The whole process can be done without using a lawyer and you will save some money, but for me it was a worthwhile investment. After the initial application, I then did the following years' applications online without needing a lawyer, only using a lawyer again when it was time to upgrade to so-called "Permanent" Residency.
 

daisypolanco

New member
Jan 11, 2024
12
10
3
Santo Domingo
My wife and I are considering a move to the DR within the next five years, possibly sooner rather than later. I've been spending some time on this website trying to glean all the wonderful relevant information regarding our move... Including anything to do with gaining residency/citizenship as an end goal.

But it's not been so easy, as so far I have not been able to find one thread that clearly lays out a path for this matter.

I'm a creative/visual person, so I thought about building a type of graph that would be easy to look at and gain a fairly clear, general understanding of the various steps that are required to accomplish our goal. I realize that there are many details that may require the professional services of lawyers and will not try to go into those details — I may just indicate a "lawyer needed at this point" suggestion. My thought is to just produce a layman's quick-view reference guide related to a residency/citizenship legal path for moving to the DR.

This type of diagram will certainly be helpful to us, and hopefully, I can share it on dr1 for others to use.

Here's a link to a Google search results page for images of various generic timeline diagrams (non-DR specific, but hopefully will be recognized as related to the context of this thread :)).

Appreciate any and all help.

Thanks.


Navigating immigration processes can be extensive and confusing. A lot of the information online can be misleading as well. But there are four main categories: https://drlawyer.com/nationality-citizenship-immigration/
 

daisypolanco

New member
Jan 11, 2024
12
10
3
Santo Domingo
I think the best way to start the Residency process is to come here for six months first as has been previously suggested to make sure you like it. While you are here, contact a Dominican lawyer who knows the process to explain what you need to do, and then, after the initial six months, go back to your country of origin to start the Residency process there. Get it all done as quickly as possible to avoid documents' validity expiring and then come back to the DR ASAP to complete the process, using the DR lawyer to help you.

The whole process can be done without using a lawyer and you will save some money, but for me it was a worthwhile investment. After the initial application, I then did the following years' applications online without needing a lawyer, only using a lawyer again when it was time to upgrade to so-called "Permanent" Residency.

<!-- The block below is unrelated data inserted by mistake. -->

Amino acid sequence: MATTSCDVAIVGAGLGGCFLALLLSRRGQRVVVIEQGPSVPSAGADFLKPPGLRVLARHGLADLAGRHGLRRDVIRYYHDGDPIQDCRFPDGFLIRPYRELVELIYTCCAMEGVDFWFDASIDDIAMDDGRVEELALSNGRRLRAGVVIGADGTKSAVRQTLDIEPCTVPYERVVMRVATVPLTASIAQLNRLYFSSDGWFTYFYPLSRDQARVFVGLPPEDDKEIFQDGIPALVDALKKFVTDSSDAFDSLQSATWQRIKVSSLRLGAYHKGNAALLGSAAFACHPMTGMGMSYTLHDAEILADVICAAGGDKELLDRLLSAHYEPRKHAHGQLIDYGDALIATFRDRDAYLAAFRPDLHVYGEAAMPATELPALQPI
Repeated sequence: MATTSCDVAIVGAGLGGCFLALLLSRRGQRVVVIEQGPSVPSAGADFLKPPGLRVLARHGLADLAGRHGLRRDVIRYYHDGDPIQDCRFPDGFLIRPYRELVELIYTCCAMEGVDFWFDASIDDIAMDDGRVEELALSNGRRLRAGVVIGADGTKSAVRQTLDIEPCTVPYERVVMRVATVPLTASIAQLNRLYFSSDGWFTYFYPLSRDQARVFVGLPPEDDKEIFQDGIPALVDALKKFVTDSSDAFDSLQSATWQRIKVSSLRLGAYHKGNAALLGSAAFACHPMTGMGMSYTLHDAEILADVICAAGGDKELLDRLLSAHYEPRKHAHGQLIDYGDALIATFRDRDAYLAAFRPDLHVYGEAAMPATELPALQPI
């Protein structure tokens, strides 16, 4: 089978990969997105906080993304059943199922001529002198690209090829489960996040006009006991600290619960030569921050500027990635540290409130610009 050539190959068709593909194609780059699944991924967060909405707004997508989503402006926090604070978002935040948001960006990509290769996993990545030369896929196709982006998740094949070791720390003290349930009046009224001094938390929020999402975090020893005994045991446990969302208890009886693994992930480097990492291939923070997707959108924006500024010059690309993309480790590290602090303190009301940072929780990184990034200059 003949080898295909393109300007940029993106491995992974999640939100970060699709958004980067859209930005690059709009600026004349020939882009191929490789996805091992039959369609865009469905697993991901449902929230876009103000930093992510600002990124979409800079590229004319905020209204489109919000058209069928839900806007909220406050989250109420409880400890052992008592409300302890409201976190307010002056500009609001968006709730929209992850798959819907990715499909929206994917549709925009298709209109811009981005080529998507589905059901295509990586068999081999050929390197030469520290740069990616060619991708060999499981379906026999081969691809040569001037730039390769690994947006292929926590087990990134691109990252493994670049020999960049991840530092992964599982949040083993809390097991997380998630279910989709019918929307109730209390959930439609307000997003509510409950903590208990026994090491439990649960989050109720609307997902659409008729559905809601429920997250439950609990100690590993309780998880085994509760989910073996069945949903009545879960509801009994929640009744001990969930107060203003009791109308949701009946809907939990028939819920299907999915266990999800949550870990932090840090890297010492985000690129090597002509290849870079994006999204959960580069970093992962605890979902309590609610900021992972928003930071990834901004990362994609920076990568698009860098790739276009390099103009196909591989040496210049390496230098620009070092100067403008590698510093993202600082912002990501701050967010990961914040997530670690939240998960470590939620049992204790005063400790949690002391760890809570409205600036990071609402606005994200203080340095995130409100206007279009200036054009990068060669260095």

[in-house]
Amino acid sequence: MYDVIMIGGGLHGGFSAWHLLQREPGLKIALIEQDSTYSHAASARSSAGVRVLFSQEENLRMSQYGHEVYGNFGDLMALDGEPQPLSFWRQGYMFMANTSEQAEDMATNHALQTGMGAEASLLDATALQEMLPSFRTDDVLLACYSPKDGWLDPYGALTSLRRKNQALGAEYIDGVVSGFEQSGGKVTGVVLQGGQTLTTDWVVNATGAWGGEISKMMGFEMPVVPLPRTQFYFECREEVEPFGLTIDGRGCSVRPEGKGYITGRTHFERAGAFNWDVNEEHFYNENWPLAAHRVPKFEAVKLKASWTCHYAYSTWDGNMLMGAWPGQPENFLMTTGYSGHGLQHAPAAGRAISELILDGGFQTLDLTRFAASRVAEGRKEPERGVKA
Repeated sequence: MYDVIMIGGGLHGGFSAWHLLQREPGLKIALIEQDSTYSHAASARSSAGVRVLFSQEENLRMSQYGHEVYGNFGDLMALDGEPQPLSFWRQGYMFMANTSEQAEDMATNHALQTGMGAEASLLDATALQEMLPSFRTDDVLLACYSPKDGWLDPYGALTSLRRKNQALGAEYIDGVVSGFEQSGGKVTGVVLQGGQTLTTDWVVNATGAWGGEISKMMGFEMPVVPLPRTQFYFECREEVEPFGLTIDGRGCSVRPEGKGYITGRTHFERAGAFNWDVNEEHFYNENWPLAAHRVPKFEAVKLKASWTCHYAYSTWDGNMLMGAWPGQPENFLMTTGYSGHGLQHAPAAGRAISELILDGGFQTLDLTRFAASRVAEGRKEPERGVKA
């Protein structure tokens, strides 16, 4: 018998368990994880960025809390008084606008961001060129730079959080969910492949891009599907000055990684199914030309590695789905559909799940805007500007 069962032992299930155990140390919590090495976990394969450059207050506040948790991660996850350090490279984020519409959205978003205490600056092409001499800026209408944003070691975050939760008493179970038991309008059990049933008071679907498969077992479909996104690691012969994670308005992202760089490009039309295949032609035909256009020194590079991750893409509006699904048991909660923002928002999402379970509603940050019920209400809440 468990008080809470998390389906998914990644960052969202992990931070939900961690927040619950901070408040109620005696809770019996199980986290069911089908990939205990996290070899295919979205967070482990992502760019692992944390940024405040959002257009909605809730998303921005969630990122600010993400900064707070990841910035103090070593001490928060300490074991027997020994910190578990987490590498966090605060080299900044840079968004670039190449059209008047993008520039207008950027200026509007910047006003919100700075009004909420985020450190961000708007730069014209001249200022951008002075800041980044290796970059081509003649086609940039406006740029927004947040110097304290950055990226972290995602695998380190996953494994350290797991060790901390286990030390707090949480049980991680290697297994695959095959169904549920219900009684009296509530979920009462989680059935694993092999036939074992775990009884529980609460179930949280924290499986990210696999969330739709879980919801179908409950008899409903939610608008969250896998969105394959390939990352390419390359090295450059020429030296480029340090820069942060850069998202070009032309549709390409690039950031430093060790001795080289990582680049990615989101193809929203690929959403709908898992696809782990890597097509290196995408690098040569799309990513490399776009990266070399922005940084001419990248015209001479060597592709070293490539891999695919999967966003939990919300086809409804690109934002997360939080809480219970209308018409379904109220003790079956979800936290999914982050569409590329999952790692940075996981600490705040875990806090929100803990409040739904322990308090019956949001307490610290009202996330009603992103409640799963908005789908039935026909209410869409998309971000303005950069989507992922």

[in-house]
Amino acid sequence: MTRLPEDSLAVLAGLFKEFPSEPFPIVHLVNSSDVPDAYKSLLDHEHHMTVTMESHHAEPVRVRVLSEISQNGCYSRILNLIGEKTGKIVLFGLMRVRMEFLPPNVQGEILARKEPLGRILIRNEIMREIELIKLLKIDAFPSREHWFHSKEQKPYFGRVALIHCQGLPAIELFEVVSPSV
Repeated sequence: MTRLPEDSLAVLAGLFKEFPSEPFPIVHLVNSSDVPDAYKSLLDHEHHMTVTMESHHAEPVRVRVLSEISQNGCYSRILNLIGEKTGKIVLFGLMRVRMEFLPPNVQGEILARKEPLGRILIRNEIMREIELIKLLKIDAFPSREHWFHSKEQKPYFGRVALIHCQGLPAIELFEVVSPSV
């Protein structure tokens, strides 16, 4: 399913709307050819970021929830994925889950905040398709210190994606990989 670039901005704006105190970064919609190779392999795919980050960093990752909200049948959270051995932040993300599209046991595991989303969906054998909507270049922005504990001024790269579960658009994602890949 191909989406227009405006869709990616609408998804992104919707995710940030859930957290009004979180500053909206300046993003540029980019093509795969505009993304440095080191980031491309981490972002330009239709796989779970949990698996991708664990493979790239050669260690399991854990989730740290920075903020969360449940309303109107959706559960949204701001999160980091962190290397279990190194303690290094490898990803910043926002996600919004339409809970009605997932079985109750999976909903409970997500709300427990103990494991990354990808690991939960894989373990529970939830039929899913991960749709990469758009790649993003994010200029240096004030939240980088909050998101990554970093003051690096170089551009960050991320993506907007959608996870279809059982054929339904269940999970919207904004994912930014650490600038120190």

Residency process begin at the applicant's home country by requesting a residency visa at their closest Dominican Consulate. To be eligible, you must qualify under one of the following categories: https://drlawyer.com/nationality-citizenship-immigration/
 

Farmer

Antiguo
Dec 2, 2003
230
97
28
Recap. Started the process back in the home country. The only way to do it. Gathered all the requirements for a "retirement" temporary visa and submitted them to the nearest DR consulate. Financials, medicals, criminal, birth certificates, marriage license Waited months while all of that was translated and sent off to the DR. Came down here thinking process must surely be close to completion. (That's where we screwed up cause the sale of my business and staying just a little longer to spend another Christmas with the grandkids bit us in the behind as our FBI background checks got too old and we had to redo them. Translation: act quickly). We then had to resubmit all that info to a Migracion rep. Nice guy. I texted him back about a month later and he wrote we still had to come in for an interview and medical physical. Did that. Expected a quick ok, all's good, here's your residency and cedula. Nope. Instead we were told we were now in "el proceso" and that would take 90-120 working days. We got a text from the rep last week to be back in the capital two days later. Back to Migracion on the Malecon and another site up on 27 de Febrero and we had our residency and cedulas. Whew. In all we've probably been at this for 3-4 years. The original gathering of info had nothing to do with the Dominican bureaucracy. During submission as I mentioned, we added to the delay. I'm thinking that once you submit your info to the Dominican consulate abroad and keep the process moving forward promptly, you are looking at a two year process easy. I don't have any idea whether an attorney would have helped. I was quoted $1500/ea for the Dominican part of it. And I'm not gonna bash the timeframe it took because I think the immigration process into ANY country is long and patience is your friend. Farmer (new Cibaeno)